It has been over ten years since Noah Baumbach first released his fourth feature The Squid and The Whale to mass critical praise and a host of awards, so it seemed only right that Criterion, the purveyors of quality films on high-quality home releases, should put out a Blu-Ray version of what many before me have argued is one of the most poignant, personal, and strangely universal examinations of the human condition that this reviewer has seen in a long time.
The story follows a dysfunctional family living in Brooklyn in the 1980s. After an argument that appears to be the final straw two writers Bernard (Jeff Daniels) and Joan Berkman (Laura Linney) tell their children, teenager Walt (Jesse Eisenberg) and pre-teen Frank (Owen Kline), that they are separating. What follows is an uncomfortable arrangement where the children are shuttled between their parents and eventually take sides in the passive aggressive war that their mother and father wage with each other, at the same time trying to figure out who they are in a world dominated by their intellectual parents.
As Richard Booth in his review of the DVD release ten years earlier surmises, unlike other films that share a similar premise there is no focus on the miasma of the decade or the comic eccentricities of the characters, rather The Squid and The Whale is a deeper examination of a family slowly coming apart at the seams. Baumbach blends a variety of genres and film techniques to create something that feels entirely real. There is comedy, there is drama, but overall I think there is a focus on the everyday and mundane that feels refreshing in an industry that would normally have shoved overwrought speeches about the meaning of love, family and identity every 5 minutes.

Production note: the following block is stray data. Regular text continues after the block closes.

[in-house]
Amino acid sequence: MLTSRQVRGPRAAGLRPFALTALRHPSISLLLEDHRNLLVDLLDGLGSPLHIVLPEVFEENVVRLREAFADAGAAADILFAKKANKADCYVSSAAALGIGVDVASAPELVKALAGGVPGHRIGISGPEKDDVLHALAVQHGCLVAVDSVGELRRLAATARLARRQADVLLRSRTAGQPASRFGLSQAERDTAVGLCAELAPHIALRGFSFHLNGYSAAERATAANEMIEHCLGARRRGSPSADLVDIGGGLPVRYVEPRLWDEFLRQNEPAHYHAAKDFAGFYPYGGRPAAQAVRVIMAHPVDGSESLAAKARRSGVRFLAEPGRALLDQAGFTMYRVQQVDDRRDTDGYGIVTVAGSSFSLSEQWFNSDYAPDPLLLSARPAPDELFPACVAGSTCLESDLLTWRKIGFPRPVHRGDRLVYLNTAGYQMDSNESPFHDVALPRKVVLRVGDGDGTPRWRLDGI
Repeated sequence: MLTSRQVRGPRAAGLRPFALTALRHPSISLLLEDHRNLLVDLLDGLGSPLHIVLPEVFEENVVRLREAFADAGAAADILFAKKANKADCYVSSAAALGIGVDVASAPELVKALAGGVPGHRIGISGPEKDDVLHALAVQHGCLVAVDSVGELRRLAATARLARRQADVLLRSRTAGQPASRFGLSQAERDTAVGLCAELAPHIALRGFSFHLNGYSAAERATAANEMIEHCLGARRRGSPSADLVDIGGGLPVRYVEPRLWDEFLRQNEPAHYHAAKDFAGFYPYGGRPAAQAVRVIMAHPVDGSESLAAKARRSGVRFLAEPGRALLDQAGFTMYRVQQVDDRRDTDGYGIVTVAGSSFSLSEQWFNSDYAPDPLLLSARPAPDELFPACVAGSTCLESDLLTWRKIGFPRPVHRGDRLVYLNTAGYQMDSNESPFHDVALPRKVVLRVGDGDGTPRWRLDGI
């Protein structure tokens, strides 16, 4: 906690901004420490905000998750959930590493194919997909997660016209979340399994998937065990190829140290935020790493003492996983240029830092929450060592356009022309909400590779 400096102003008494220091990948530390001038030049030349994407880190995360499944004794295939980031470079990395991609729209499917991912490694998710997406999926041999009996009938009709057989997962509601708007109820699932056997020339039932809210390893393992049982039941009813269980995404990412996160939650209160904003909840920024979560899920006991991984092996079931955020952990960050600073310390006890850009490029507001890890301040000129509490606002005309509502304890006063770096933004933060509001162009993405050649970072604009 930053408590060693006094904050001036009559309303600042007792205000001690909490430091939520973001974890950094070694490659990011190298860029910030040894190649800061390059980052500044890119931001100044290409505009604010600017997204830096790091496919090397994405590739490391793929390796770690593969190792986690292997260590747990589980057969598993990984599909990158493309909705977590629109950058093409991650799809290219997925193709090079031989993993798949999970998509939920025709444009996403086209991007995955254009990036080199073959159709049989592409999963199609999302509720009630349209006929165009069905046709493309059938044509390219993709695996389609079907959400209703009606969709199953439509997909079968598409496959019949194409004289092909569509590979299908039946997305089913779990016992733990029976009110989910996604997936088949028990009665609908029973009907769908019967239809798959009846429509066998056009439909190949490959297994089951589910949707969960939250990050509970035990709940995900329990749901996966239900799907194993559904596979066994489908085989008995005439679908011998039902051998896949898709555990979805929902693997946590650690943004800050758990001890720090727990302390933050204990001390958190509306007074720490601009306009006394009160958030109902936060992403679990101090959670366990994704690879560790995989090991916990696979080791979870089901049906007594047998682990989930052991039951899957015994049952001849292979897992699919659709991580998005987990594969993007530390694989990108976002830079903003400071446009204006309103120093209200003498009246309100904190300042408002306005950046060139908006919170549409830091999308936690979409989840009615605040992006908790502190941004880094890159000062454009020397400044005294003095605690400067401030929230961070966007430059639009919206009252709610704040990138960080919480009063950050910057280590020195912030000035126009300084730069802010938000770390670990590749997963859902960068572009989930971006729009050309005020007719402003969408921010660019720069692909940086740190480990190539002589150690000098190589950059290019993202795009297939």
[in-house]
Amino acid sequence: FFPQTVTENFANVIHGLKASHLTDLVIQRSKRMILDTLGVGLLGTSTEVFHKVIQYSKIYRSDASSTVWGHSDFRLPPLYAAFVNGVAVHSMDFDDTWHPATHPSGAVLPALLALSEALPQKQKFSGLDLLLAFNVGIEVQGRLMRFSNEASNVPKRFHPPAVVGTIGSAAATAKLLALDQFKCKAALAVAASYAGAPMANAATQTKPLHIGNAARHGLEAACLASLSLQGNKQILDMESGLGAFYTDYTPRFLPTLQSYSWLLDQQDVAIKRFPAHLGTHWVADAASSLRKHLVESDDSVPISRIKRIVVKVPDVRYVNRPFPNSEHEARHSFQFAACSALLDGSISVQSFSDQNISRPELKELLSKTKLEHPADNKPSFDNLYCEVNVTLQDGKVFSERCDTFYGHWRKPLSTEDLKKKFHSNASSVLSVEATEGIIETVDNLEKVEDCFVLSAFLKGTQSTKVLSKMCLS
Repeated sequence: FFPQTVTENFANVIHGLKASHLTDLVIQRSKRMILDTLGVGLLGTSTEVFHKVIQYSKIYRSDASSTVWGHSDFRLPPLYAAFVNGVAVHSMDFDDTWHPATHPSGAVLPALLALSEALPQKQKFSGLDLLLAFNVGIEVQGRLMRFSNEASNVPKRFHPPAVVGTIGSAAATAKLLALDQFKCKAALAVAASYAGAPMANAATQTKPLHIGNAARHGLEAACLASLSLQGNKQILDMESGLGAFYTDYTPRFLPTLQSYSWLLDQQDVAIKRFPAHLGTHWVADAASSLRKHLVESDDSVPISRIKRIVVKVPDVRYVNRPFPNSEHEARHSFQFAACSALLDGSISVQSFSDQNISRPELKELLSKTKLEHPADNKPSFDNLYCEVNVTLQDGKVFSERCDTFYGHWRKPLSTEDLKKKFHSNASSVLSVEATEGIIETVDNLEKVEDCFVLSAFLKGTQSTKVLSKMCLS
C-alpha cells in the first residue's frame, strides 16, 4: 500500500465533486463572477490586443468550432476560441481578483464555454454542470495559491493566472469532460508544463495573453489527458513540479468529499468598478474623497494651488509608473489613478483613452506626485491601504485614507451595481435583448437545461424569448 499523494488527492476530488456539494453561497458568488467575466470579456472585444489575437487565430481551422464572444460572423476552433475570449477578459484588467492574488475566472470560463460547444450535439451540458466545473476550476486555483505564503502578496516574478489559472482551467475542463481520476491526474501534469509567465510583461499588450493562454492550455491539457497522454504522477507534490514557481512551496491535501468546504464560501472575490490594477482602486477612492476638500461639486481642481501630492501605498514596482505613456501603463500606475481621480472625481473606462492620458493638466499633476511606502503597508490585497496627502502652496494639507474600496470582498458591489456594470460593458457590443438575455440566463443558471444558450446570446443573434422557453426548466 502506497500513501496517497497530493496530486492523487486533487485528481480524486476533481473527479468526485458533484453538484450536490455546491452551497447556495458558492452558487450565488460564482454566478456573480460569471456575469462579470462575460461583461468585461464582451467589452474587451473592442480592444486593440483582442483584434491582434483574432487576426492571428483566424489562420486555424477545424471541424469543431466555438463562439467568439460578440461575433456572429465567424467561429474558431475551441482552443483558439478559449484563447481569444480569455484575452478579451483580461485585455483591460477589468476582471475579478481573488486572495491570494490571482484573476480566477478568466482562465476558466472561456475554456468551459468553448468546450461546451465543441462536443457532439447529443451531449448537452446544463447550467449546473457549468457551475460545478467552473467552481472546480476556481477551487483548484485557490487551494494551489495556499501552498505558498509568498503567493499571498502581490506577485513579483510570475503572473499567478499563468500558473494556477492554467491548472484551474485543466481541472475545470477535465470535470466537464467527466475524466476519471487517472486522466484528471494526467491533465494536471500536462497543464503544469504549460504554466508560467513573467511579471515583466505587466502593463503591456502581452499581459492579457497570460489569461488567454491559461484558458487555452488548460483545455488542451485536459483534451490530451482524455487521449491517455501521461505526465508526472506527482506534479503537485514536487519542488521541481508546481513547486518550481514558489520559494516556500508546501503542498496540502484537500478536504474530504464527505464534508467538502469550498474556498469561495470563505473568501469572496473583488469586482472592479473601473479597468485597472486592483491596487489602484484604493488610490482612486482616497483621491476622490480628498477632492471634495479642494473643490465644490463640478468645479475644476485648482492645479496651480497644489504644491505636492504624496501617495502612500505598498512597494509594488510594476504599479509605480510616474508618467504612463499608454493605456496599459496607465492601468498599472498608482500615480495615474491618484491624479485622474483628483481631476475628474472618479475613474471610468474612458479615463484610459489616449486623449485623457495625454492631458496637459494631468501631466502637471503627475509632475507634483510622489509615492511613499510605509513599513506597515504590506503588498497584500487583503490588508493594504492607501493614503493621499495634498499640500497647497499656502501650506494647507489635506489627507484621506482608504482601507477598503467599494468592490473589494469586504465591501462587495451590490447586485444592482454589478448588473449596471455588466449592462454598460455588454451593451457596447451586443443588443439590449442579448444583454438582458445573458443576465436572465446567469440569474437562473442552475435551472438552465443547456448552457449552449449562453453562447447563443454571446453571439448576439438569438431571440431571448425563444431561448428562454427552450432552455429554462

There is a subtlety to the drama and humour that is perhaps the main draw of the film, and it is this subtlety that is a testament to the skills of the actors, even young Owen Klien (who at the time of shooting was only 14 years old). Of the cast, the standouts are definitely Jeff Daniels as Bernard and Jesse Eisenberg as Walt; both these actors have perhaps been wrongfully dismissed previously as purely comedy performers. However, The Squid and the Whale proves that there is a deeper more natural talent that they are unfortunately unable to exercise as often as perhaps they would want to. Eisenberg's Walt is insecure, narcissistic, and anxious to please. Walt has aspirations of being an intellectual, but he never reads any of the books, watches any of the films or listens to any of the music that he claims to. There is a scene where he is almost caught out by his girlfriend that is unbearable to watch for anyone who has tried to set themselves up as an armchair academic. Another critical moment for Walt is when he tries to pass off Pink Floyd's Hey You as his own song at a school's talent show, and he is eventually found out. The fact that Eisenberg can play what could have been an unapologetic, spoiled, contemptable child sympathetically is one of the reasons why he needs to work more. Walt, in idolising his dad, treats everyone else with contempt; he breaks up with his girlfriend for a petty reason and his treatment of his mother during the divorce is unforgivable, though with a father like Danielís Bernard who can blame the poor boy. Bernard is selfish, demanding, and he thinks far too highly of himself; his treatment of his family is a testament to that. Bernardís advice to Walt is perhaps the most damaging, encouraging the boy to break up with his girlfriend Sophie to play the field like he had wished he had done. Finally, Bernardís constant assertion that his opinion is the most important contributes to his arrogance, and this makes his fall so much sweeter, though again this performance is played with nuance and subtlety that makes us feel sympathy for a despicable human being. This is the subtlest strength that the film has; each character is not wholly good or wholly bad, they are people; human, flawed and damaged but with the capacity for compassion and growth. While relatively there isn't as much for Linney to do as her co-stars, she provides an excellent base as the embittered ex-wife and loving but exasperated mother. She provides a strength and tenderness that makes her performance entirely believable and completely necessary to the proceedings.